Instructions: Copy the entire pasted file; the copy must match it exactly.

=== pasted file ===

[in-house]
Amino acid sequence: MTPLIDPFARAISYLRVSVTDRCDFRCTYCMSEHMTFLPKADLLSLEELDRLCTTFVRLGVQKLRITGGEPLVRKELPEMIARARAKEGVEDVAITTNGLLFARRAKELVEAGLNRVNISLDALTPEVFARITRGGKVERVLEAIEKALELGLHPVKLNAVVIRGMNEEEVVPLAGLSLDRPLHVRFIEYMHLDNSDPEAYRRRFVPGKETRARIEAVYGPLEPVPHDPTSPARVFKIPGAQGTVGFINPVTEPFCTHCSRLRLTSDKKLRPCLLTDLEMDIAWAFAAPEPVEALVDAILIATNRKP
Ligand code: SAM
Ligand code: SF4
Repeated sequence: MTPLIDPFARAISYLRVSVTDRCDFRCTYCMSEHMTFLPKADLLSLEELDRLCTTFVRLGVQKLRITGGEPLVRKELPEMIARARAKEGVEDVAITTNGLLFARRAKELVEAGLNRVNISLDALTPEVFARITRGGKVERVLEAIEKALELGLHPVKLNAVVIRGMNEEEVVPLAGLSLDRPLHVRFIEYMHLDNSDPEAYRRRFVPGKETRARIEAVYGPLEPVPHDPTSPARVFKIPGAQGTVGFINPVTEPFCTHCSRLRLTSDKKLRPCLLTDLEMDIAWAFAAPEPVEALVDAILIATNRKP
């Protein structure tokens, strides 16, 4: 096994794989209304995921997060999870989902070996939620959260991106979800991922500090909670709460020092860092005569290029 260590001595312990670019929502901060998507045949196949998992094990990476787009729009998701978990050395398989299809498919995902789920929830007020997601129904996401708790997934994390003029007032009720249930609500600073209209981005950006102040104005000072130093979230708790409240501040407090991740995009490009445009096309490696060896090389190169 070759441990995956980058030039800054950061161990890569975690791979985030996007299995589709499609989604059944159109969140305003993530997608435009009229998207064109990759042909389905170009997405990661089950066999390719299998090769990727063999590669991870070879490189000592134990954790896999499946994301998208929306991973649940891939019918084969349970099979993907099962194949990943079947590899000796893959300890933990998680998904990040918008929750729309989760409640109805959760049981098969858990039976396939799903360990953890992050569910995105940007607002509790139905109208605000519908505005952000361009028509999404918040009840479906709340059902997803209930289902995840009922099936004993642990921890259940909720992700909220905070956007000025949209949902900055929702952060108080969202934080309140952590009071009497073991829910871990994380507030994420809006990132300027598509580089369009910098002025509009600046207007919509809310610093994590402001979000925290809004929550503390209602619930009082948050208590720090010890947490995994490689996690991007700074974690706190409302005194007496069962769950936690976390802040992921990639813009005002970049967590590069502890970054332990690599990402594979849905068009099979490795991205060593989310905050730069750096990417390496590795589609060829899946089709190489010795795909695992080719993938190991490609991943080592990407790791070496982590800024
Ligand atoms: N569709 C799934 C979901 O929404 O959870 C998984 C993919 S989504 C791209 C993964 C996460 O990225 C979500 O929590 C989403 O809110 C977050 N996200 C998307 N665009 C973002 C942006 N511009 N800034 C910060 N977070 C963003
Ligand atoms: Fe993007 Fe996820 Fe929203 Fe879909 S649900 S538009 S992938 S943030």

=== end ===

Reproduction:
[in-house]
Amino acid sequence: MTPLIDPFARAISYLRVSVTDRCDFRCTYCMSEHMTFLPKADLLSLEELDRLCTTFVRLGVQKLRITGGEPLVRKELPEMIARARAKEGVEDVAITTNGLLFARRAKELVEAGLNRVNISLDALTPEVFARITRGGKVERVLEAIEKALELGLHPVKLNAVVIRGMNEEEVVPLAGLSLDRPLHVRFIEYMHLDNSDPEAYRRRFVPGKETRARIEAVYGPLEPVPHDPTSPARVFKIPGAQGTVGFINPVTEPFCTHCSRLRLTSDKKLRPCLLTDLEMDIAWAFAAPEPVEALVDAILIATNRKP
Ligand code: SAM
Ligand code: SF4
Repeated sequence: MTPLIDPFARAISYLRVSVTDRCDFRCTYCMSEHMTFLPKADLLSLEELDRLCTTFVRLGVQKLRITGGEPLVRKELPEMIARARAKEGVEDVAITTNGLLFARRAKELVEAGLNRVNISLDALTPEVFARITRGGKVERVLEAIEKALELGLHPVKLNAVVIRGMNEEEVVPLAGLSLDRPLHVRFIEYMHLDNSDPEAYRRRFVPGKETRARIEAVYGPLEPVPHDPTSPARVFKIPGAQGTVGFINPVTEPFCTHCSRLRLTSDKKLRPCLLTDLEMDIAWAFAAPEPVEALVDAILIATNRKP
């Protein structure tokens, strides 16, 4: 096994794989209304995921997060999870989902070996939620959260991106979800991922500090909670709460020092860092005569290029 260590001595312990670019929502901060998507045949196949998992094990990476787009729009998701978990050395398989299809498919995902789920929830007020997601129904996401708790997934994390003029007032009720249930609500600073209209981005950006102040104005000072130093979230708790409240501040407090991740995009490009445009096309490696060896090389190169 070759441990995956980058030039800054950061161990890569975690791979985030996007299995589709499609989604059944159109969140305003993530997608435009009229998207064109990759042909389905170009997405990661089950066999390719299998090769990727063999590669991870070879490189000592134990954790896999499946994301998208929306991973649940891939019918084969349970099979993907099962194949990943079947590899000796893959300890933990998680998904990040918008929750729309989760409640109805959760049981098969858990039976396939799903360990953890992050569910995105940007607002509790139905109208605000519908505005952000361009028509999404918040009840479906709340059902997803209930289902995840009922099936004993642990921890259940909720992700909220905070956007000025949209949902900055929702952060108080969202934080309140952590009071009497073991829910871990994380507030994420809006990132300027598509580089369009910098002025509009600046207007919509809310610093994590402001979000925290809004929550503390209602619930009082948050208590720090010890947490995994490689996690991007700074974690706190409302005194007496069962769950936690976390802040992921990639813009005002970049967590590069502890970054332990690599990402594979849905068009099979490795991205060593989310905050730069750096990417390496590795589609060829899946089709190489010795795909695992080719993938190991490609991943080592990407790791070496982590800024
Ligand atoms: N569709 C799934 C979901 O929404 O959870 C998984 C993919 S989504 C791209 C993964 C996460 O990225 C979500 O929590 C989403 O809110 C977050 N996200 C998307 N665009 C973002 C942006 N511009 N800034 C910060 N977070 C963003
Ligand atoms: Fe993007 Fe996820 Fe929203 Fe879909 S649900 S538009 S992938 S943030």